The measles crisis is expanding, public health specialists and governmental agencies are reacting and naturally the media is increasingly reporting. The epicenter in the United States is Williamsburg and Rockland County, New York. The health detectives have traced the trajectory of the outbreak to the Hareidi community in Israel. Transferred to America by an Israeli child who visited New York, the epidemic is spreading and given that Pesach is just about here and soon the Catskills will be inundated with summer vacationers the contagion will likely get worse unless everyone gets vaccinated.
The Wall Street Journal, the New York Times, local and some national and international radio stations have accurately and broadly posted information on the topic. Interestingly, the media reports are consistently both medically and communally accurate.
All the valid medical reports attest to the fact that there is no evidence that vaccinations cause autism. Measles can cause delayed brain damage and, in some instances, kill. Measles are also extremely contagious and can remain in the air for two hours. If you do not have the proper immunity and you are exposed to it, you can develop a case of the disease and thereby spread the measles to others. If you are even possibly contagious you must stay in isolation for 21 days, the incubation time to know if you will develop the disease and not spread the germs to others. Symptoms can develop as soon as seven to fourteen days after exposure. In that time, you are contagious enough to spread the disease to others.
The vaccination that is given for measles also contains the vaccination for mumps and rubella, also known as German measles. These three diseases are all life-threatening and additionally even if people do not die after getting any of them they have other possible lifelong complications. Mumps, for example, can cause a man to be sterile. German measles can cause long-term cardiac, liver and spleen problems. It is important to know – properly vaccinated individuals are 97% protected.
Antivaxxers spout inaccurate and deadly lies. They are true believers of a cult of self-destructive health practices. It is that simple.
Being an antivaxxer though is too simple an approach to trying to understand why otherwise caring parents would spout such harmful ridiculous and harmful approaches for their families. Some hide behind erroneous, false science. Others use a religious exemption that has no basis in religious belief; quite the opposite, particularly in religions that place great emphasis on valuing life and health.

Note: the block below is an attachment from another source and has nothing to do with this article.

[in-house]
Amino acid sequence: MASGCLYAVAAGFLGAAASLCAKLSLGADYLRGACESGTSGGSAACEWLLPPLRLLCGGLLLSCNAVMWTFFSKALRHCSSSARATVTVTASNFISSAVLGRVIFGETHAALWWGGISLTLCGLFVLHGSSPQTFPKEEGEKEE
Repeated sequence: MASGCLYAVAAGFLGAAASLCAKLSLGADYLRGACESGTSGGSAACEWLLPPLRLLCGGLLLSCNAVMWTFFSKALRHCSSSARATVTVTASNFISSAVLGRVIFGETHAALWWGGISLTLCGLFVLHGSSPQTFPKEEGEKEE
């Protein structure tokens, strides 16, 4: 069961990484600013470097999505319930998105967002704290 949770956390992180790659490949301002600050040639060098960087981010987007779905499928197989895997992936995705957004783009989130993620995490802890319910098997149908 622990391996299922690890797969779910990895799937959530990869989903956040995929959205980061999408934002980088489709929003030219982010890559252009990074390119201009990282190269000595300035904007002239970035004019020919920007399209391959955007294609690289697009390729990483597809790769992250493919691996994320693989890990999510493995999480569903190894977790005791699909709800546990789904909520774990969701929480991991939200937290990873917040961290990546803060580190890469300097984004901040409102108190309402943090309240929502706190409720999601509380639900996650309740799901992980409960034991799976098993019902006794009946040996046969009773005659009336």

There is an interesting clip that appeared on a local New York City television station. At 27 seconds in to the video there is a brief clip of an exchange between someone, it is not clear who that person is and if he is a New York City official, attempting to explain that the declaration of a public health emergency because of the measles epidemic is not a religious Jewish issue to a group of Hareidi mothers who, in response, become belligerent.
Aside from the fact that the women clearly are enjoying being filmed, one wonders if they have a television set at home to view themselves later. I am taken by the Burberry clothes they are wearing and the Bugaboo strollers they are ferrying their infants in. Out of curiosity, I commented to someone familiar with the community. The women seem adorned with quality and are quite vocal. They are aggressive in their beliefs but are they educated enough to know the consequences of their actions regarding their children’s health? Later in the video there is discussion of “measles parties” – deliberately infecting children by having them spend time with other children who are already ill with the disease. Are these people representative of the larger community?
In any community there are outliers intellectually, financially and in religious beliefs. The same applies to the Hareidi community. In this community, however, the idea that certain government rules can be ignored, even at the expense of the larger community and the health and well-being of others is more common. This too is not an uncommon behavior in insular communities, very much like the way rules for reporting abusers to the authorities are ignored at the expense of the vulnerable.
Why is a psychologist concerned about measles and vaccinations? For several reasons. I am protective, perhaps overly so, to the degree that I can be for all people. It is part of my personality and reinforced by my professional training and experience. I am concerned by what may happen to people who develop any of these diseases, survive but have long-term consequences. They often end up in our consultation rooms with a variety of additional emotional and psychological issues. From a socio-psychological view I am always curious about how groups evolve, who claims to represent who and what the after-effects are for the less vocal or those under-represented. And on a grander scale, what is the impact on the Hareidi community if the epidemic spreads to the larger world.
As far as I can see, there is no good reason other than a medically diagnosed disorder not to vaccinate.